Meet Walking Classroom Ambassador Kim Collazo. A STEM teacher, Kim uses the STEM Program with her fourth and fifth graders at Robbins Elementary in North Carolina. Mrs. Collazo has worked in education for 28 years, and 2019-2020 will be her fourth year with The Walking Classroom. Having first used the program in 2014 with her fifth grade class; Mrs. Collazo has used it with her STEM students for the past couple of years.
What are your memories of yourself when you were the age of your students?
I remember playing outside a lot and exploring the creek and cow pasture behind my house. I was always interested in science and set up various “laboratories” to perform my experiments!
What led you to become an educator?
My father was a lifelong science teacher. He had a big impact on my decision to become an educator. In college, courses in human development and psychology led me to pursue further education classes where I could connect everything I learned. And finally, I was placed with an awesome veteran teacher for my student teaching experience. That instilled in me an even greater love of working with young children.
Share your educational philosophy in one to three sentences.
Education is the stepping stone for many children to achieve their greatest potential in life. It is our calling as educators to provide relevant, challenging activities that promote curiosity and independence. Our classrooms should be filled with opportunities for our children to create rather than consume, share globally rather than just turn in, and develop a love of learning that will help them to be successful in this ever changing society.
What is your favorite content area/topic to teach? Why?
Science and engineering. I have always loved science. As humans, the more we understand the world around us, the better we will become at preserving and enhancing our own lives and the lives of every other living thing. In addition, science and engineering by nature are very hands-on subjects and that is how I feel we learn best.
What is your favorite podcast or Walking Classroom memory, and why?
My favorite Walking Classroom memory was when one of my fifth graders, whom I had a hard time connecting with inside the classroom, came jogging up shortly into our third or fourth walk and started walking beside me. She didn’t say a word, nor did she even look at me. From then on, she chose to walk beside me as we listened to the podcasts each week. It changed our relationship in immeasurable ways.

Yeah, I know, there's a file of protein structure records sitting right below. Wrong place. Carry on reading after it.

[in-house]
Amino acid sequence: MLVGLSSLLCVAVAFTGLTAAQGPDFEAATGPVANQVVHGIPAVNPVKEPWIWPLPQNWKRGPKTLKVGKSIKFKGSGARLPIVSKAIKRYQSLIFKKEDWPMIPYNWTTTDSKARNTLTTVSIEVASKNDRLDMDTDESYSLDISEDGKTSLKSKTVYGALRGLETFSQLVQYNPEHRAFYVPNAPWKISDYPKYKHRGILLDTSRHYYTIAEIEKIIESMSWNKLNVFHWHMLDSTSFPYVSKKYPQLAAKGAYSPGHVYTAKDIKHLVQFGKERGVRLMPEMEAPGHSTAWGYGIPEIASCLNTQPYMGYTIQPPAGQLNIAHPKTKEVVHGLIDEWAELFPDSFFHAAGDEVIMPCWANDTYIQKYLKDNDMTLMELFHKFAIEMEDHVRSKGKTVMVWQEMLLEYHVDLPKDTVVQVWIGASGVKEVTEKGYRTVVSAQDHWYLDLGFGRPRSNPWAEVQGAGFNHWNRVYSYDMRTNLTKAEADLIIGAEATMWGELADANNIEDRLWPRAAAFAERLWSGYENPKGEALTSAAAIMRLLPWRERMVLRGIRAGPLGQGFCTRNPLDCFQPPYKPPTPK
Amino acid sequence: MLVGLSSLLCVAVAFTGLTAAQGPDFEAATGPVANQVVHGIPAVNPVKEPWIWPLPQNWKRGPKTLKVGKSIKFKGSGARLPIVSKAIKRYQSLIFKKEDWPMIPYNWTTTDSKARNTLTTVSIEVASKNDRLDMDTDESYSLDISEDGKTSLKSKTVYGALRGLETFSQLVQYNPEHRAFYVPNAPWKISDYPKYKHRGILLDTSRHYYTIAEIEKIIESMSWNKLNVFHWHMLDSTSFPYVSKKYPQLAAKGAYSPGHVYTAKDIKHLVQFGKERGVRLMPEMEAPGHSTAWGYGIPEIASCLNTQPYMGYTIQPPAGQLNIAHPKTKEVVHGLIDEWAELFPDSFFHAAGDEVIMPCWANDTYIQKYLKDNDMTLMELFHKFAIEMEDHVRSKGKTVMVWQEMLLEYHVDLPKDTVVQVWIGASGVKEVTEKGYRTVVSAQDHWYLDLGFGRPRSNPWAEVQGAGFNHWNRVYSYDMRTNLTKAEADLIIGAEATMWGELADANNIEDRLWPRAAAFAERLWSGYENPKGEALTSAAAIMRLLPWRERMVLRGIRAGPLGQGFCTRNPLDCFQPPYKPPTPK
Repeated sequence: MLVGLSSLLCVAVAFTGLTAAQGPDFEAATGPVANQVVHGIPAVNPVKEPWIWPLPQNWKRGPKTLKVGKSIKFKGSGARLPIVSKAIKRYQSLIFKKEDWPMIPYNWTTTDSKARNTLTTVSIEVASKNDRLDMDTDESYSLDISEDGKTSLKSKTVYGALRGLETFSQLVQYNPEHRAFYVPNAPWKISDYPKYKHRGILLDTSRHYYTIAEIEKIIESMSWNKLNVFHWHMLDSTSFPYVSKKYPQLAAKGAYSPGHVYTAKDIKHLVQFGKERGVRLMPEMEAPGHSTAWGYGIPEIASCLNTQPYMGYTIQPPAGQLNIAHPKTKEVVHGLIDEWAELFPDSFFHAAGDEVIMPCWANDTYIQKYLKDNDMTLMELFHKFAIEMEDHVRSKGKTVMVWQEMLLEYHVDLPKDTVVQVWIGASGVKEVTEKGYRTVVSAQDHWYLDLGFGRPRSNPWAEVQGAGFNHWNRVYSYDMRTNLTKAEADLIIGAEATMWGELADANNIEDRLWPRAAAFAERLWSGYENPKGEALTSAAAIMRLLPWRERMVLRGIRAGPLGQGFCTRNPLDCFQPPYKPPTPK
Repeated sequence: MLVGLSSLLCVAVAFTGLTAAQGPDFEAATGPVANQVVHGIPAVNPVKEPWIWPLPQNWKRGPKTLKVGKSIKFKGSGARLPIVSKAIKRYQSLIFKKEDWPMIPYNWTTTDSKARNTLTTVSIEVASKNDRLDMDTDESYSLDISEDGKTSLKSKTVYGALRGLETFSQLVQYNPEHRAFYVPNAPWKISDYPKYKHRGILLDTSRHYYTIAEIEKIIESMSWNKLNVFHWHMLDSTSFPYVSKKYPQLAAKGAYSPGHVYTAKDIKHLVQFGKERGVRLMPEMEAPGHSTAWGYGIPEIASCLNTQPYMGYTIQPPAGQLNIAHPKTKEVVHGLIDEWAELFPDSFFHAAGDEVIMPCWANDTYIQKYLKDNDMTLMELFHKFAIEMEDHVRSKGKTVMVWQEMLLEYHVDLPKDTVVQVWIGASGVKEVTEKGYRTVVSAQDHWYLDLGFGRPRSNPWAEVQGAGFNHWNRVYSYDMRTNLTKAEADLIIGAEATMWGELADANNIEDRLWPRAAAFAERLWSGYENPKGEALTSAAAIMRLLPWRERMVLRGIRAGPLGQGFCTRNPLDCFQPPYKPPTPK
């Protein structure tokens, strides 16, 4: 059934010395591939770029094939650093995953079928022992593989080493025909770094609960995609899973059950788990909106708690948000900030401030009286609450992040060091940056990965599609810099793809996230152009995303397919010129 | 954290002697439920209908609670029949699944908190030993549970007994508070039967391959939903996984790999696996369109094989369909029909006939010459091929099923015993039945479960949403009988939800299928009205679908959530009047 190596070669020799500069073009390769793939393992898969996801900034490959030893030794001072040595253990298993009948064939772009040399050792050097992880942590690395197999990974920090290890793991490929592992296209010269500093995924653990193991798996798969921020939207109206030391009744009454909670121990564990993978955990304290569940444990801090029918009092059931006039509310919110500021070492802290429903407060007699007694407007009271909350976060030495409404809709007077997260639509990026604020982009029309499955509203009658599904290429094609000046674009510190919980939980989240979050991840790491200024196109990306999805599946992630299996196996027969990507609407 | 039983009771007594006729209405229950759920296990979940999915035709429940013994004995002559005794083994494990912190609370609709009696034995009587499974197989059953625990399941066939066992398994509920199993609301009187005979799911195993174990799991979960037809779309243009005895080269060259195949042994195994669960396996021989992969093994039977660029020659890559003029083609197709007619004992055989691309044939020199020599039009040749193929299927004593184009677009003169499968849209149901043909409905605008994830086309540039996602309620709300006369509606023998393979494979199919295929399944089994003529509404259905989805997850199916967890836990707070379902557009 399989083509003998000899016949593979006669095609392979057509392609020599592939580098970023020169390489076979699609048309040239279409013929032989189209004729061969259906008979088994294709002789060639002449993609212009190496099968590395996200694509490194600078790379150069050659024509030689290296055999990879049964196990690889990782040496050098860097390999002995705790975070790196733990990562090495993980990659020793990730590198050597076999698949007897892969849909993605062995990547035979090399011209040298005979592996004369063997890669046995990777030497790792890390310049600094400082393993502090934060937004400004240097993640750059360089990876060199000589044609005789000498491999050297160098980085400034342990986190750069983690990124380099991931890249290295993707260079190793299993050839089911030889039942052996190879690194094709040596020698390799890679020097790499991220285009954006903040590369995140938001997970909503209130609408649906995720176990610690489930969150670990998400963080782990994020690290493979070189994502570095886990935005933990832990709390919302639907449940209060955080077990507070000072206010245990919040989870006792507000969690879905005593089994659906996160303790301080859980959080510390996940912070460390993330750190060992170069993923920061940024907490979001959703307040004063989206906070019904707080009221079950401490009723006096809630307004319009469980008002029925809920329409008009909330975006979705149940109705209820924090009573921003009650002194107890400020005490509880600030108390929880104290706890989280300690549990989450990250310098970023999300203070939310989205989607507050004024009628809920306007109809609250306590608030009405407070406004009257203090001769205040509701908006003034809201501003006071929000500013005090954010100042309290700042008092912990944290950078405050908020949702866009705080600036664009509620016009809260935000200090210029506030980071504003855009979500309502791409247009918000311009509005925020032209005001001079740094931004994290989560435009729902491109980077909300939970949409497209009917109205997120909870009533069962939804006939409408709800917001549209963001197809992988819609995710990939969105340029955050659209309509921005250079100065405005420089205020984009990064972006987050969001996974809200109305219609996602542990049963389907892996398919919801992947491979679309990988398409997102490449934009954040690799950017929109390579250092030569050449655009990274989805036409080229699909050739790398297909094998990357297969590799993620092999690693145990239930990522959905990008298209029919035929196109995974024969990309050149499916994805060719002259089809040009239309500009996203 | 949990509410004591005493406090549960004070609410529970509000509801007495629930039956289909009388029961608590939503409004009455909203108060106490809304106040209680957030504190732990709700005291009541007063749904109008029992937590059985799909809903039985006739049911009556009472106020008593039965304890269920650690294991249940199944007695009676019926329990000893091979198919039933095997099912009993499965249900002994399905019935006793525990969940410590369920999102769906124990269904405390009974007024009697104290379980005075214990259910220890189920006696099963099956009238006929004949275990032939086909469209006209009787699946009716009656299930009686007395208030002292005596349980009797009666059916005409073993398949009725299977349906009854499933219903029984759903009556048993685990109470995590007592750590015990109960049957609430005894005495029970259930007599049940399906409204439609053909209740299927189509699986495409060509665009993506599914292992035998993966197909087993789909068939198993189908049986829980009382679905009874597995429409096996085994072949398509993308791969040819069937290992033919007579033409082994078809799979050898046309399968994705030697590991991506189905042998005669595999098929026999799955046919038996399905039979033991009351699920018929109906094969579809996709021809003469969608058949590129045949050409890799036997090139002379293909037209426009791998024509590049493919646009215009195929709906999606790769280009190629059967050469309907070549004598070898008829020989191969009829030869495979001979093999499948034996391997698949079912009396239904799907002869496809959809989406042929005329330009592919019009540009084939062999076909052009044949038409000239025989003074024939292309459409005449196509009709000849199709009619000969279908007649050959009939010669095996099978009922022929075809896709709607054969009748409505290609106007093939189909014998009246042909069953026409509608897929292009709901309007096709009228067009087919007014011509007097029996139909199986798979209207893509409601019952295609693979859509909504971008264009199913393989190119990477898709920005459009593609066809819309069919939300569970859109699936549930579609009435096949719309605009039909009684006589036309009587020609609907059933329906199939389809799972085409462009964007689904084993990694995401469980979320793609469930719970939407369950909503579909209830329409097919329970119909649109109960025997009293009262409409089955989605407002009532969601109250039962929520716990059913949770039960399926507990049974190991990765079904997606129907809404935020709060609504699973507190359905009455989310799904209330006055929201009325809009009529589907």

What is your best teaching memory?
There have been so many wonderful memories over 28 years. One of my favorites was when my fifth graders were studying erosion. We were working through it PBL style where each group had chosen an erosion issue they found on our campus. They documented the issue with digital photos and video, hypothesizing the causes.
Then, they had to develop a solution, prepare a digital presentation, and present it to several audiences, including our district school board. One of the groups successfully pressed the board to create a $25,000 line item in the district budget. The erosion problem, which had existed for many years, was fixed. Our campus was made much more beautiful thanks to the convincing research, factual information, and suggestions of our group of ten year olds. Their excitement to see the real difference they had made will forever remain one of the favorite experiences in my career.
What advice would you give to a new teacher?
Teaching is one of the most challenging jobs in the world. Some days are awesome and some days are very difficult. Remember that you are not alone. Even the most veteran teachers go through this ebb and flow. Seek guidance and advice from others, and don’t feel guilty when you need to take some “sharpening the saw” time for yourself. You will be a better teacher by taking care of yourself.
What do you like to do in your spare time?
In my spare time I love to read, share ideas with other educators on Twitter, and go for motorcycle rides with my husband, preferably to the beach!
Name something you’d like to cross off your bucket list.
One of the biggest things on my bucket list is to go out west and see the beautiful national parks we have right in our own country.
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